The do’s and don’ts of group travel

I learned a lot about people on my trip to Sturgis.  Traveling with a big group can present its challenges, but it can also make for a safe and enriching experience that you wouldn’t have otherwise had.  Though not typically one for etiquette guides, these are the lessons I’ve picked up during my years of travel.

Disclaimer: Sturgis was a lovely trip.  Big thank you’s go out to the fearless leaders who organized the trip, the gracious followers, and a big cheers that we all have come out of it with friendships in tact.

The lookout point for Devil’s Tower, WY. These happy, smiley faces are having a winner vacation because we all followed the do’s and don’ts of group travel

Lauren’s guide to safe and happy travels in groups:

DO pick your battles.  Traveling in large groups is a lesson in diplomacy.  DON’T be that one chick who argues about everything. But, this is your vacation too.  So if you’re not happy with a group decision to the point that it affects your good times, speak up.  Otherwise, learn to let it go.

DO pick a leader, and

DON’T be a jerk if the leader is you.  Check with the group and, if it comes down to it, take a vote, draw straws, play rock-paper-scissors.  Again, group travel is a lesson in diplomacy.  And democracy.  Just because you’re the leader doesn’t mean that it’s your job to make all the decisions.

DO have an itinerary, and

DO share it with the ENTIRE group, but

DO let people stray from it.  We’re all adults here.  Establish meeting places and times, put them on printed out itineraries, and then divide and conquer.  A group can get real hostile real fast if you spend too much time together, and many friendships have been broken up over a vacation.  That’s lame.

DON’T forget to pitch in.  Even if you’re not a leader or a naturally assertive person, don’t be afraid to put your hand in and help.  Vacation is work, especially in a big group, and no one appreciates you coasting while we’re busy taking out the trash and washing dishes.  If you can’t get anywhere verbally (e.g. “Can I help?  Anything I can do?” doesn’t always get a task assigned to you… the leader will say, “No I got it”) just dive in and do something.

DO embrace the group experience.  Be a joiner and recognize that your great lodging and awesome excursions might not have been possible without the support (financial, that is) of the group.  It’s also way safer, especially when you’re traveling in places that are out of cell phone range.

That said, DON’T forget to create your own experience.  This is your vacation too.  If there’s something you want to see or do, do it.

Freedom, empty space, and other patriotic thoughts from Wyoming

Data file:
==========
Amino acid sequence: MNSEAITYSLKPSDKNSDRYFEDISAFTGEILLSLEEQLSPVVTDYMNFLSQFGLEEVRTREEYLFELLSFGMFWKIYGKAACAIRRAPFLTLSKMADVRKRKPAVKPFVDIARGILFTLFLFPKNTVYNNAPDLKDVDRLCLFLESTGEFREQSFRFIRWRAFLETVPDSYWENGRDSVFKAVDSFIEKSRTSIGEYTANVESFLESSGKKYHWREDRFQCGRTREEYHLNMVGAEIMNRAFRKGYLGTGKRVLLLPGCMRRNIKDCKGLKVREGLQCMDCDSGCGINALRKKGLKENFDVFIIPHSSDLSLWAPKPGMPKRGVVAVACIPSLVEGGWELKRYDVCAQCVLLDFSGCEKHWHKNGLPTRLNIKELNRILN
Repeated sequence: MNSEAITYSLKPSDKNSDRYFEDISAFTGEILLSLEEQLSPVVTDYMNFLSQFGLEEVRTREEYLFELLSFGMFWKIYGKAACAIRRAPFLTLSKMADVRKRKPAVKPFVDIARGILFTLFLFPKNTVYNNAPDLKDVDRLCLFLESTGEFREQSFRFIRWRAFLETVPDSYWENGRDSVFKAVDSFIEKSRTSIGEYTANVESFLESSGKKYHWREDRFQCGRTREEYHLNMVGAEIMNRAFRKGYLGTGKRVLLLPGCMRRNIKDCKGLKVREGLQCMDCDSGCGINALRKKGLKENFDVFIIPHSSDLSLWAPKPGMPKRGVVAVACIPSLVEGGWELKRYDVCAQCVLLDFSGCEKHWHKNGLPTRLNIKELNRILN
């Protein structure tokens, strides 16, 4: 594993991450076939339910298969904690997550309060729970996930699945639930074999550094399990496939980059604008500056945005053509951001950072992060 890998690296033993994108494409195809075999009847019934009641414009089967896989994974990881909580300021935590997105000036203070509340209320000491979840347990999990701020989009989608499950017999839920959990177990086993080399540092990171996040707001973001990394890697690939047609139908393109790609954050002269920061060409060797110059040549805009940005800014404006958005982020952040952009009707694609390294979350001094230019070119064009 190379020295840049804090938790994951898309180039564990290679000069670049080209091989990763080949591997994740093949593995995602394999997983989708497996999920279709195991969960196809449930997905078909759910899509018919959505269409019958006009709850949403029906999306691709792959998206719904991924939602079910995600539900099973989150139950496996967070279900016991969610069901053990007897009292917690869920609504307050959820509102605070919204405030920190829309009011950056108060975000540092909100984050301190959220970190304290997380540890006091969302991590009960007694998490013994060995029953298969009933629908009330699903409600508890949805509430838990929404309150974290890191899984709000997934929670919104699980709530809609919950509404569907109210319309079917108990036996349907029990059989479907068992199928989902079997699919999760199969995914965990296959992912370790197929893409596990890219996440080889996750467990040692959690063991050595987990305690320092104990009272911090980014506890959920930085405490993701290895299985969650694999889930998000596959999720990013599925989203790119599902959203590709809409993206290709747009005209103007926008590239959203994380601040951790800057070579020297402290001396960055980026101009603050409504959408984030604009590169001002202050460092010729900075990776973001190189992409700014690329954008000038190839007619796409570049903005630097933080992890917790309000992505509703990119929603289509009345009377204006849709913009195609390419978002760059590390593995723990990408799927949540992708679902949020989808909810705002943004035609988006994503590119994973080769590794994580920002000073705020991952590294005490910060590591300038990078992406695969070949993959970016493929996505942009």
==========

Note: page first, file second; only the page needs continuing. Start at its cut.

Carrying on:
The ride down to Devil’s Tower from our chateau in the Black Hills demonstrates one of the most dramatic changes in landscape I’ve witnessed in two hours of highway.  One minute high in the trees and rocky hills, with the snap of a finger you find yourself on the barren plains of Cattle country almost immediately on crossing the South Dakota/Wyoming border.

But in the middle of the desolate and dry landscape of Eastern Wyoming, there’s an anomaly.

photo by Kelly Soprych

Unlike its fellow national monuments of bronze and stone depictions of dead presidents, Devil’s Tower is not contrived by men.  There was a placard somewhere along the 2+ mile hike around it that said something about molten lava and volcanoes, but I like the Lakota legend better:

Seven sisters were out playing when a bear started to chase them.  They climbed on a rock and the spirits rose the rock to the sky, where the sisters were turned into the constellation Pleiades.  The bear scratched and clawed at the rock, but was unable to reach the top.  

That’s way cooler than lava.

It’s hard to explain the gravity of a place like Devil’s Tower, but even more profound are the thoughts that come with a solid four days of moving Westward. People historically moved West for freedom, space, and opportunity.  They were motivated by gold, coal, oil and land, and maybe they still are.  Whether it’s gold or a job at Wal-Mart that pushes Americans Westward, I was starting to lose hope that there were still open spaces in this country, in spite of its size.  I live in a constant state of claustrophobia, seeking Starbucks after Starbucks, with people living literally on top of one another and paying the highest prices for the least amount of space.

But after a pit stop at the first and last gas station on the way from Devil’s Tower to Gillette, WY, there wasn’t a Starbucks in sight.  In fact, there wasn’t a single building – or even a vehicle for that matter – as far as the eye could see.  In that moment I’ve never felt more vulnerable, or more free.  I imagine it’s as close as you can get to witnessing what it was like for those first settlers moving West over the open prairie in search of, well, nothing… 

…and actually finding it.